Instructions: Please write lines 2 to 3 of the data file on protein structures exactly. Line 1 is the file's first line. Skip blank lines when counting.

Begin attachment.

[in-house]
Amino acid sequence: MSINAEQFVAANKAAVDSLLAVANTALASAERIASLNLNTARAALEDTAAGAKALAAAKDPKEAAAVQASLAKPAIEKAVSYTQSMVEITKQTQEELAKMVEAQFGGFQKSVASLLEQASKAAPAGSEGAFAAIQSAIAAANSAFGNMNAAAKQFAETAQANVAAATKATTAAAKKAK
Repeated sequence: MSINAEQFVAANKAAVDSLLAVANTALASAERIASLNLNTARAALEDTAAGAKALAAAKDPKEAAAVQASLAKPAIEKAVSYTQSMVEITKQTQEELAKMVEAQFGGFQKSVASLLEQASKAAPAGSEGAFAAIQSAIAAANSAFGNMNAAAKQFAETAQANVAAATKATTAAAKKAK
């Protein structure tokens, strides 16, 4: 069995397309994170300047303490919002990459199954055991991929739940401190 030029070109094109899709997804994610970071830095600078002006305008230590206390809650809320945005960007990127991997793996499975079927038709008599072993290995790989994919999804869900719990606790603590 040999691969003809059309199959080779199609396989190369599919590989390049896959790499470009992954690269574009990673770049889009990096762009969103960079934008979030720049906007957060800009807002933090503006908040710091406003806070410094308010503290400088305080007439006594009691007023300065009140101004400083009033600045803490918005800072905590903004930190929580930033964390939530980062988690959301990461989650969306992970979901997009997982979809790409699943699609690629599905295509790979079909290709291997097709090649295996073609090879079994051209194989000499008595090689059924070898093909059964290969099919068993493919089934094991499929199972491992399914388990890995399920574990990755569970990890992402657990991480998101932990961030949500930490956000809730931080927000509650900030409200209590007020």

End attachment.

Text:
Amino acid sequence: MSINAEQFVAANKAAVDSLLAVANTALASAERIASLNLNTARAALEDTAAGAKALAAAKDPKEAAAVQASLAKPAIEKAVSYTQSMVEITKQTQEELAKMVEAQFGGFQKSVASLLEQASKAAPAGSEGAFAAIQSAIAAANSAFGNMNAAAKQFAETAQANVAAATKATTAAAKKAK
Repeated sequence: MSINAEQFVAANKAAVDSLLAVANTALASAERIASLNLNTARAALEDTAAGAKALAAAKDPKEAAAVQASLAKPAIEKAVSYTQSMVEITKQTQEELAKMVEAQFGGFQKSVASLLEQASKAAPAGSEGAFAAIQSAIAAANSAFGNMNAAAKQFAETAQANVAAATKATTAAAKKAK